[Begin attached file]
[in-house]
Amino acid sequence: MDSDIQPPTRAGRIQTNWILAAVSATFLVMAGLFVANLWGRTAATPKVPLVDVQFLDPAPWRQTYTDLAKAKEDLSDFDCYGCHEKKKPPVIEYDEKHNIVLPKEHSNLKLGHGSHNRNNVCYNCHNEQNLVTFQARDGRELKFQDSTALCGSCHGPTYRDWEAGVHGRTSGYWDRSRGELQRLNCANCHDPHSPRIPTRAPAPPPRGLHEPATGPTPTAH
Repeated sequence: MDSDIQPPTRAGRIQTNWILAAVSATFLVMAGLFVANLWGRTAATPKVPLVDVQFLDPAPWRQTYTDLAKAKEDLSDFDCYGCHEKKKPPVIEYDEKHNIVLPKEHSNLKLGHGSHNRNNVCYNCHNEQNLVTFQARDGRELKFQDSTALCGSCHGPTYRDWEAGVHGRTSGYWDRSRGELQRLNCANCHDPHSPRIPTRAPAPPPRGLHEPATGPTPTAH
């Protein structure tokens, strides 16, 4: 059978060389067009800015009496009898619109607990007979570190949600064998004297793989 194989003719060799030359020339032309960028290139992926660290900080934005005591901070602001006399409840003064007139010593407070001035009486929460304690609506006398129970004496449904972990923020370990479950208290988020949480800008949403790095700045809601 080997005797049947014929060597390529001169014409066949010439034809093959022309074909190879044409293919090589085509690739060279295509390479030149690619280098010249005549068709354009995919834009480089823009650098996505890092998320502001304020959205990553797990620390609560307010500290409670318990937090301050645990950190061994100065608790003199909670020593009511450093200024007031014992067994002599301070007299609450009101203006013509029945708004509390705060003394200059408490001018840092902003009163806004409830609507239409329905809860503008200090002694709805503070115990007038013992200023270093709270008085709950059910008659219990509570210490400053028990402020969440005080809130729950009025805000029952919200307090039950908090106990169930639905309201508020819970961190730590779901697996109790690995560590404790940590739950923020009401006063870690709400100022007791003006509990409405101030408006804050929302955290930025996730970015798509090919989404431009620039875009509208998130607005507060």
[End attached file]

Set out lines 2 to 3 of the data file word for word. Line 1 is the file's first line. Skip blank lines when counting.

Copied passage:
Amino acid sequence: MDSDIQPPTRAGRIQTNWILAAVSATFLVMAGLFVANLWGRTAATPKVPLVDVQFLDPAPWRQTYTDLAKAKEDLSDFDCYGCHEKKKPPVIEYDEKHNIVLPKEHSNLKLGHGSHNRNNVCYNCHNEQNLVTFQARDGRELKFQDSTALCGSCHGPTYRDWEAGVHGRTSGYWDRSRGELQRLNCANCHDPHSPRIPTRAPAPPPRGLHEPATGPTPTAH
Repeated sequence: MDSDIQPPTRAGRIQTNWILAAVSATFLVMAGLFVANLWGRTAATPKVPLVDVQFLDPAPWRQTYTDLAKAKEDLSDFDCYGCHEKKKPPVIEYDEKHNIVLPKEHSNLKLGHGSHNRNNVCYNCHNEQNLVTFQARDGRELKFQDSTALCGSCHGPTYRDWEAGVHGRTSGYWDRSRGELQRLNCANCHDPHSPRIPTRAPAPPPRGLHEPATGPTPTAH